It seems like all I've been writing about recently is whales, which of course, is entirely understandable given that I just returned from six weeks of thinking about nothing but whales.
Before going to Tonga though, I was in Papua New Guinea for a month, cruising around New Ireland aboard MV Golden Dawn, spending a lot of time visiting islands and remote areas that most tourists would never have a chance or reason to visit.
To be honest, the diving wasn't the best I've ever seen, but the trip was anything but dull. I saw, experienced and learned a lot of things that are beyond description, and I was fortunate enough to spend time with some incredibly well-travelled, knowledgeable and fascinating people.
I just looked briefly through images from the trip, and I hope that I'll have time soon to edit properly and put a story together about it. I literally only had a few days between PNG and Tonga, and I was preoccupied with Pasta's illness when I was home at that time...and of course, I'm off in a few more days for another trip.
Anyway, here's one photo that brought back fond memories of the adventure. While anchored one evening at Lifu Island, one of the islands in the Tanga Island group, we had a bunch of guys visit the boat (not unusual in PNG) and do an impromptu dance.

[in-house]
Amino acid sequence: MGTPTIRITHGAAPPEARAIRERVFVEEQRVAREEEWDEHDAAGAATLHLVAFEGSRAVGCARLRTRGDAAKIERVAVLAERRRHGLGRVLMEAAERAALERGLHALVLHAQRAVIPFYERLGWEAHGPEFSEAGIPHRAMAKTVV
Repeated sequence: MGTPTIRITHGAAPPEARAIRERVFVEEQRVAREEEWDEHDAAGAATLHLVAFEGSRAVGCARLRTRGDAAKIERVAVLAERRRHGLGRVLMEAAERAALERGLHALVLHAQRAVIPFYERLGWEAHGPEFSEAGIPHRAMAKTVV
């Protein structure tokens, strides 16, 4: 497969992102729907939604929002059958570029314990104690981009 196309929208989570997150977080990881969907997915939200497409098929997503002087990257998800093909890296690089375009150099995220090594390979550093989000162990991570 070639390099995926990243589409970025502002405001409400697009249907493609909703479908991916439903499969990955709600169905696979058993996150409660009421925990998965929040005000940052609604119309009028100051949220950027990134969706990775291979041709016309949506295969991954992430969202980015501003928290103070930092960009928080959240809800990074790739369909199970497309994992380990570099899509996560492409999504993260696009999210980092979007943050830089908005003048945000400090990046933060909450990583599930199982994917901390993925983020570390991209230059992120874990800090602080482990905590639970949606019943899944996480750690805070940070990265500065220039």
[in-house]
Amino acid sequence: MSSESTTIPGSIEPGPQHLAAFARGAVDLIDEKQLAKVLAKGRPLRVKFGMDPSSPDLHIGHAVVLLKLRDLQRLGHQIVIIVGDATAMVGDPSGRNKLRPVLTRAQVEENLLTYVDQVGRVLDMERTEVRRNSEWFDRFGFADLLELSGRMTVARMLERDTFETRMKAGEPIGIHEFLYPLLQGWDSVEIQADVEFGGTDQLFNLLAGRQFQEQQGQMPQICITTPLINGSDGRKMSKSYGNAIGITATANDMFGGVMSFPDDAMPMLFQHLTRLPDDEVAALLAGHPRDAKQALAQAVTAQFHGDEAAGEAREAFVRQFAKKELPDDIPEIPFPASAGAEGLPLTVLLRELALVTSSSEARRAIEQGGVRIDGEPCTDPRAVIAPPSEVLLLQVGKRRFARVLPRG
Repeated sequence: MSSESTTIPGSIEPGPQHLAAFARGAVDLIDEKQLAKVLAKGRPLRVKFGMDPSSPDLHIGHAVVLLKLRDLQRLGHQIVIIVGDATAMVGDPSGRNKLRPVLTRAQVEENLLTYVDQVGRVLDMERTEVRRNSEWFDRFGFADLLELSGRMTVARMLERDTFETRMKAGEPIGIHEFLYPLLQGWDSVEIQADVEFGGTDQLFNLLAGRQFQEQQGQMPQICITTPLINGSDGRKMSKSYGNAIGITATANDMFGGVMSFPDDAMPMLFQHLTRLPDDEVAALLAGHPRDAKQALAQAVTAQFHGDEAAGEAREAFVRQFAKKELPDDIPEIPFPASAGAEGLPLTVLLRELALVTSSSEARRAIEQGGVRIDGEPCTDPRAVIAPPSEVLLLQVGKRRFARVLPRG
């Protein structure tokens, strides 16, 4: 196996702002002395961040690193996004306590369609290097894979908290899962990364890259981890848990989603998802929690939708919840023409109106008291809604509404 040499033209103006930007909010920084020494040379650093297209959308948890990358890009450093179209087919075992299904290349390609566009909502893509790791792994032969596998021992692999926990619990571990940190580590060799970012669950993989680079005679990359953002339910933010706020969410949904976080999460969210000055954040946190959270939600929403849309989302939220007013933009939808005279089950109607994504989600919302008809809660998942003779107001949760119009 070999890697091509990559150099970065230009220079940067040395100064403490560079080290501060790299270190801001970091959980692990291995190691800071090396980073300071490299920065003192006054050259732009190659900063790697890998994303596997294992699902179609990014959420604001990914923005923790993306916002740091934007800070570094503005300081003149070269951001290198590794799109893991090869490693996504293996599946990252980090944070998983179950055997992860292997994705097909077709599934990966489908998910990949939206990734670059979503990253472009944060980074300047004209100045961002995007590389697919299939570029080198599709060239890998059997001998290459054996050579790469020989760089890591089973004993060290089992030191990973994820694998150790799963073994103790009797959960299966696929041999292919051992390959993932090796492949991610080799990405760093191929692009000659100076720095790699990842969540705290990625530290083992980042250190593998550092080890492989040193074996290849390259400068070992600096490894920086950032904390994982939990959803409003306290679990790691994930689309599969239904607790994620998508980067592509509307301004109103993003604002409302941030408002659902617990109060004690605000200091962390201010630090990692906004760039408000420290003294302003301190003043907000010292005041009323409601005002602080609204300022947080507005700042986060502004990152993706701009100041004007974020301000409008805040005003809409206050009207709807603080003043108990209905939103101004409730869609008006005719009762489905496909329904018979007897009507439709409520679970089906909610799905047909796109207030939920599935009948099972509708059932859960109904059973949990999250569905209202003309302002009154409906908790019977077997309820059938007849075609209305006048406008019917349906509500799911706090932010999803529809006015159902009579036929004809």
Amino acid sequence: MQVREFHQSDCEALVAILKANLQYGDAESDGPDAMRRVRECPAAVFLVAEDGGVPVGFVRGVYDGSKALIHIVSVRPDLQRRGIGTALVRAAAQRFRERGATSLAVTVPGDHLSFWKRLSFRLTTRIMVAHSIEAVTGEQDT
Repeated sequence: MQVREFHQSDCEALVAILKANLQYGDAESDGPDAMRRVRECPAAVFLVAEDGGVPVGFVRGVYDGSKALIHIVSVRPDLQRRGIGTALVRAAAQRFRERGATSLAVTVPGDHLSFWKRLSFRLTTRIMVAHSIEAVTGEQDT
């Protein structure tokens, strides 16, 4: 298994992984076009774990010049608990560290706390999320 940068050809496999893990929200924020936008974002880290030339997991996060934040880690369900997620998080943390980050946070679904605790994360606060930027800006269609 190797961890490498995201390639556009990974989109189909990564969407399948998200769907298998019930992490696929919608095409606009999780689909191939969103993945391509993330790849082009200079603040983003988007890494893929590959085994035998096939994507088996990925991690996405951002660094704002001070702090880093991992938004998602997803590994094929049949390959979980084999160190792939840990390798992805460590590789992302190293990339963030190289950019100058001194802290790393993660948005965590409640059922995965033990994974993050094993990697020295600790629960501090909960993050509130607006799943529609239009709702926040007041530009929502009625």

Light levels were low and fading quickly, but I had just enough time to run into the cabin, set up a camera, clamber down to dinghy level, and grab a few photos.
The key to lighting this scene was using a combination of land and underwater strobes, specifically a Canon 380EX speedlight (borrowed from Captain Craig's nephew - thank you!) and an Inon Z220. With so little ambient light, I exposed for the background to capture the sunset colours, used the 380EX as secondary fill, and had someone hold the Z220 high above as main fill, triggered in slave mode. ISO 800, f4, 1/30th.
Why go to the trouble of using the Z220? First, because it was there. Second, taking the main artificial light source off the camera axis is usually much nicer than a typical on-camera strobe shot. And finally, because I had a filter on the Z220 to warm the colours up a bit.
When you're on your next dive excursion, don't overlook the possibility of using your underwater strobes as topside lighting.